The Russian ruble has reached its lowest value since the early weeks of the war in Ukraine as Moscow increases military spending and Western sanctions weigh on its energy exports
LONDON — The Russian ruble on Monday reached its lowest value since the early weeks of the war in Ukraine as Moscow increases military spending and Western sanctions weigh on its energy exports.
It led Russia’s central bank to announce an emergency meeting for Tuesday to review its key interest rate, raising the likelihood of an increase in borrowing costs that would support the flagging ruble.
The Russian currency had passed 101 rubles to the dollar, continuing a more than one-third decline in its value since the beginning of the year and hitting the lowest level in almost 17 months. The ruble recovered slightly after the central bank’s announcement.
The meeting was set after President Vladimir Putin’s economic adviser, Maksim Oreshkin, blamed the weak ruble on “loose monetary policy” in an op-ed Monday for state news agency Tass. He said a strong ruble is in the interest of the Russian economy and that a weak currency “complicates economic restructuring and negatively affects people’s real incomes.”
Oreshkin said Russia’s central bank has “all the tools necessary” to stabilize the situation and said he expected normalization shortly.
Bank deputy director Alexei Zabotkin told reporters Friday that it is adhering to a floating exchange rate because “it allows the economy to effectively adapt to changing external conditions.”
Analysts say the weakening of the ruble is being driven by increased defense spending — leading imports to rise — and falling exports, particularly in the oil and natural gas sector. Importing more and exporting less means a smaller trade surplus, which typically weighs on a country’s currency.
The Russian economy is now “working on different types of state orders related to the war, such as textile enterprises, pharmaceuticals and the food industry,” said Alexandra Prokopenko, nonresident scholar at the Carnegie Russia Eurasia Center and a former Russian central bank official.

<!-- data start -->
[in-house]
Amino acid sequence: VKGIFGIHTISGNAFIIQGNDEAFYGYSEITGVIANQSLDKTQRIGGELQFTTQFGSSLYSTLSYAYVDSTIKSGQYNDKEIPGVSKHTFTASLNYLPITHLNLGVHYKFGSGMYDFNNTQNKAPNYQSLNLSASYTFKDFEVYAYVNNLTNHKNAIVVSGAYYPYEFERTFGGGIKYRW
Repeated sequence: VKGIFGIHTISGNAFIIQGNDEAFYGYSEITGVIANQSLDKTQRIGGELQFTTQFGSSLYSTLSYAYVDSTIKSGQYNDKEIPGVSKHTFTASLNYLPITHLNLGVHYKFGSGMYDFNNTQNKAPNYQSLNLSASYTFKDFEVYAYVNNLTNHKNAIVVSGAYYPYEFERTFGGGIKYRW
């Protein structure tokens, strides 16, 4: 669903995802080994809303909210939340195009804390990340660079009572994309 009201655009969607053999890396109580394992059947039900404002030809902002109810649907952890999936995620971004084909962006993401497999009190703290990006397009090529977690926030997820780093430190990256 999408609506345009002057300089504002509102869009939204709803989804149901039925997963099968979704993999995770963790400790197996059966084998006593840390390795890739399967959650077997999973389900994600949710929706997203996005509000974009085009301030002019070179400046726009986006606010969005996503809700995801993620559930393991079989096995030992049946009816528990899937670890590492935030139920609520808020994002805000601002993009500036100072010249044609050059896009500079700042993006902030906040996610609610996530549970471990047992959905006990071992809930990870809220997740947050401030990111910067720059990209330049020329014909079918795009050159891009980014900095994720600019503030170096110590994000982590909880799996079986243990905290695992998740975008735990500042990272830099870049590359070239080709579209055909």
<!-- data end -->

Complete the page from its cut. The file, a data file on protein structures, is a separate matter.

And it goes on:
Pivoting the entire economy to a war footing not only drives up imports but also raises the prospect of worsening inflation, she said.
To help lessen that prospect, the central bank said last week that it would stop buying foreign currency on the domestic market until the end of the year to try to prop up the ruble and reduce volatility.
Russia typically sells foreign currency to counter any shortfall in revenue from oil and natural gas exports and buys currency if it has a surplus.
The central bank also enacted a big increase of 1% to its key interest rate last month, saying inflation is expected to keep rising and the fall in the ruble is adding to the risk. The next meeting to discuss Russia’s key interest rate was planned for 15 September.
On Monday, some Russians in Moscow appeared concerned about the weakening currency.
“Prices will rise, which means that the standard of living will fall. It has already fallen, and it will fall even more — there are definitely more poor people,” said Vladimir Bessosedny, 63, a retired teacher.
Others hoped the fall of the ruble was temporary and that it would stabilize.
In January, the ruble traded at about 66 to the dollar but lost about a third of its value in subsequent months.
After Western countries imposed sanctions after the invasion of Ukraine in February 2022, the ruble plunged as low as 130 to the dollar, but the central bank enacted capital controls that stabilized its value. By last summer, it was in the 50-60 range to the dollar.
Zabotkin on Friday dismissed speculation that capital flight from Russia also was to blame for the ruble’s fall, saying the idea was “not substantiated.”